BRI: a historic opportunity.

Byline: Munir Akram

CHINA'S President Xi Jinping hosted the Second Belt and Road Forum in Beijing on April 26/27 125 countries and 40 international organisations have joined the Belt and Road Initiative. The BRI is an enormously ambitious project which envisages the linkage of the entire Eurasian mega-continent, and its near and far periphery in Southeast, ASouth and West Asia, Africa, Europe and Latin America, through interconnected land and sea infraAstructure, trade and investment.

Thirty-seven heads of state and government, scores of ministers and 5,000 delegates participated in the Forum, reflecting the growing endorsement of the BRI. This acceptance reflects a desire among developing countries to emulate the successful 'model' of China's economic development and a recognition that it can provide an invaluable path towards global economic growth, greater Aprosperity and peace and stability in developing countries.

Reportedly, 175 agreements have been signed under the rubric of the BRI. Projects amounting to $90 billion have been implemented. The planned outlay on infrastructure projects is $1 trillion. This figure is likely to increase as non-Chinese sources of official finance and private sector finance join in funding BRI projects. The scope of the concept now envisages incorporation of various forms of Acooperation such as the digital economy, e-commerce and creation of a BR Studies Network linking think tanks.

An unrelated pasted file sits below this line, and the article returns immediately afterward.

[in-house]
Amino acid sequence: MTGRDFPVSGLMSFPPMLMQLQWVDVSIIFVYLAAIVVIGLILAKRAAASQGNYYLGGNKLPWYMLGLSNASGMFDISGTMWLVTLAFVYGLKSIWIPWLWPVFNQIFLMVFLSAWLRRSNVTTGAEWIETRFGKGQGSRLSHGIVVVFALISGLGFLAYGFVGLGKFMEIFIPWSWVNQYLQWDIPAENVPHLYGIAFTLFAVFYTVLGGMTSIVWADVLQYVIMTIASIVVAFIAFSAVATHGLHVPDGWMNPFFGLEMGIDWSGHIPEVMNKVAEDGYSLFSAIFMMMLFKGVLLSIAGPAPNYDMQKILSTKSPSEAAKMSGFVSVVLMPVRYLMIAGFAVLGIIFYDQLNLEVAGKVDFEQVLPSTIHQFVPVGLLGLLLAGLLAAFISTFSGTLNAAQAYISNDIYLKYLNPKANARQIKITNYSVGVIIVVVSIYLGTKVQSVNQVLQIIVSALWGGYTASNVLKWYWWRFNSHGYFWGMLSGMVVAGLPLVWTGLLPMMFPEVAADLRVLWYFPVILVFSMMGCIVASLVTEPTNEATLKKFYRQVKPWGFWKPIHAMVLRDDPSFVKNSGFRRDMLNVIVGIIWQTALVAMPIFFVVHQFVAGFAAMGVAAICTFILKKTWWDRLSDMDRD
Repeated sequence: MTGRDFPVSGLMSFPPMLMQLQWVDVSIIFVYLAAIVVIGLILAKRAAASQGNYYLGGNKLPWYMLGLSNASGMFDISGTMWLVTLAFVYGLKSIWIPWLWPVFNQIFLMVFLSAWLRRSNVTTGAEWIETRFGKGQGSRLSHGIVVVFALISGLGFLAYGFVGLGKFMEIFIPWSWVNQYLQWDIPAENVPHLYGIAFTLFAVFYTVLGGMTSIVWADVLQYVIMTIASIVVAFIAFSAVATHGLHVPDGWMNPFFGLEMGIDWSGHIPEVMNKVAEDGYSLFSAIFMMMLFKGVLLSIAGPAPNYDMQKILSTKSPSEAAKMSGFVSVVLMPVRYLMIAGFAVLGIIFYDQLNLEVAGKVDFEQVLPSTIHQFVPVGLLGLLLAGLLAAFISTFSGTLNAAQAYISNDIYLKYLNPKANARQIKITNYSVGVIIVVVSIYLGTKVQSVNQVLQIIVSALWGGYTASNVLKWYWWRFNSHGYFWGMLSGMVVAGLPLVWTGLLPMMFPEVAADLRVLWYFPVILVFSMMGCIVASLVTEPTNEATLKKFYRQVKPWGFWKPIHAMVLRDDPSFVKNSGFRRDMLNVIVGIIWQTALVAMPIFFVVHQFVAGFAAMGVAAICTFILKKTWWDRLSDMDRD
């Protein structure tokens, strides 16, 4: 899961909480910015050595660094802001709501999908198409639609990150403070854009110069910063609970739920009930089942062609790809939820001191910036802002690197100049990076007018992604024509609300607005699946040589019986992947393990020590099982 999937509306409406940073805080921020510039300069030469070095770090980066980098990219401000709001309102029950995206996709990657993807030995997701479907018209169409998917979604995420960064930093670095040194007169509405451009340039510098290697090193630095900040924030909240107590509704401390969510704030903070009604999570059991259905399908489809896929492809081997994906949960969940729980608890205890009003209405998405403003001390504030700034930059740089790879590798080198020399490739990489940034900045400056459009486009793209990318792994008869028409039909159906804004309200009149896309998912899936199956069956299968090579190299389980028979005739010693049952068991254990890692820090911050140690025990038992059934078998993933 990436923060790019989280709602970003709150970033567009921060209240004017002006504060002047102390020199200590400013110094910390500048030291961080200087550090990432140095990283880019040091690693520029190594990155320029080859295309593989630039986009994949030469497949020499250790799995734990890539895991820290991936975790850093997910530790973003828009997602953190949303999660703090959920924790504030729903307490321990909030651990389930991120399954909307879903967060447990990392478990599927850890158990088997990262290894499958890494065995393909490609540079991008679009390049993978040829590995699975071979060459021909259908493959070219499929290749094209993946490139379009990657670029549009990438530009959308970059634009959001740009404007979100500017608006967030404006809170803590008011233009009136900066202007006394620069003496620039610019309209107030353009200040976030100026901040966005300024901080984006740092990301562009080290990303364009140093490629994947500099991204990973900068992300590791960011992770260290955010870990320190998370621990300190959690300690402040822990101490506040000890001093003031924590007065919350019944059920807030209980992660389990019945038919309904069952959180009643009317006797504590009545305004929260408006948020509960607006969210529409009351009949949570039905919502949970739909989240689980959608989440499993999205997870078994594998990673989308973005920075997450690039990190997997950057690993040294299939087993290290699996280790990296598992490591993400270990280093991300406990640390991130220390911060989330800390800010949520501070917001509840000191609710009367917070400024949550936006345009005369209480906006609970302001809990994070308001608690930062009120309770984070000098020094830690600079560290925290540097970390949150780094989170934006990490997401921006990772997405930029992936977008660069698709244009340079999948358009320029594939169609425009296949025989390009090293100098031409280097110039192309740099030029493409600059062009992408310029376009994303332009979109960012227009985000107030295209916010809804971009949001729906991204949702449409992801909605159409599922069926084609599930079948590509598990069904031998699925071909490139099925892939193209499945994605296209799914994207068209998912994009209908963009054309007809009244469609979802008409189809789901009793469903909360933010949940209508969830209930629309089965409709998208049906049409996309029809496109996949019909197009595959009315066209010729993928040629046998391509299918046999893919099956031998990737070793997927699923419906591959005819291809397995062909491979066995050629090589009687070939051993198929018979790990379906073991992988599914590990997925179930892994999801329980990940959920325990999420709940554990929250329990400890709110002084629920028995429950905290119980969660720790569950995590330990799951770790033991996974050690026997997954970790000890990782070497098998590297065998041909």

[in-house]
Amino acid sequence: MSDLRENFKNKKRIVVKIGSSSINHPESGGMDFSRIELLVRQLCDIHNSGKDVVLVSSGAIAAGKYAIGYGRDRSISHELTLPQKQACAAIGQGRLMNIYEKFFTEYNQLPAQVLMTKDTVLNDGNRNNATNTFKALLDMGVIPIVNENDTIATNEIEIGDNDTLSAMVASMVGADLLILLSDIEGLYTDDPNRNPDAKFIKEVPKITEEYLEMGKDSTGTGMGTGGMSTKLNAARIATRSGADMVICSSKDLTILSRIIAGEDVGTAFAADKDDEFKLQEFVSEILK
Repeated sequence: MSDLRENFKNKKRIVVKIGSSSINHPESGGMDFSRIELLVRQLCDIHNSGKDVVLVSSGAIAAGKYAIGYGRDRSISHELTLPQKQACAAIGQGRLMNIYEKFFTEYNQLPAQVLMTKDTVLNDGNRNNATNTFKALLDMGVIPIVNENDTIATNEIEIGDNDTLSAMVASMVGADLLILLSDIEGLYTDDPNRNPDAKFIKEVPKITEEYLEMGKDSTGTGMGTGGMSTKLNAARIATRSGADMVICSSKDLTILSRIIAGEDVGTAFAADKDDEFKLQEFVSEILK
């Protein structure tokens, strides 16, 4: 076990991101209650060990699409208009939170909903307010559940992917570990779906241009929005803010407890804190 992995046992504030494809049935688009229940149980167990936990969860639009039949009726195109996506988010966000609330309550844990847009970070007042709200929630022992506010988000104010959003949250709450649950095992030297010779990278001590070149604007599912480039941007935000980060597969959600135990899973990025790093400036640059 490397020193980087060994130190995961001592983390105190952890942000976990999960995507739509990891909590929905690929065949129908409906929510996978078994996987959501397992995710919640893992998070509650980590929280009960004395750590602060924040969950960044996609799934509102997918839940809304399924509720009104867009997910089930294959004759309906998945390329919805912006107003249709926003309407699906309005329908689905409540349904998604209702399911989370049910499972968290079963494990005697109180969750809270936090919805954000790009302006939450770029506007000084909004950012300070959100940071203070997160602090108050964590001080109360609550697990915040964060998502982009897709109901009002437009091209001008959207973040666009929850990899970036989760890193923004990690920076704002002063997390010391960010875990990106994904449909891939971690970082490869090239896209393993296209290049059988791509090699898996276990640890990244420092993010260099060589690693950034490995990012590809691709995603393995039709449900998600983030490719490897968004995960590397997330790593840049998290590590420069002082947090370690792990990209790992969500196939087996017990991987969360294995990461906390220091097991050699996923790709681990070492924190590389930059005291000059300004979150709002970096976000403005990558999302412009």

Not one of America's Asian allies has the stomach to confront China, their largest trading partner.

The US has declared its opposition to the BRI and sponsored a political and media campaign to discourage developing countries and its allies from joining it. The US and Western refrain of China's so-called debt-trap diplomacy, stories of corruption and failed projects have been repeated as nauseam although the basis for such reports has been credibly refuted by the parties concerned.

The admonitions regarding the debt owed to China are particularly galling given that over 90 per cent of developing country debt is owed to Western countries and institutions. Servicing this debt consumes around 30pc of annual hard currency outflows from these developing countries. This debt is due to flawed Western development 'aid' which has contributed only marginally to the development of recipient countries.

The US opposition has a strategic rationale. The initiative trumps the US aim of creating a ring of alliances around China's periphery...

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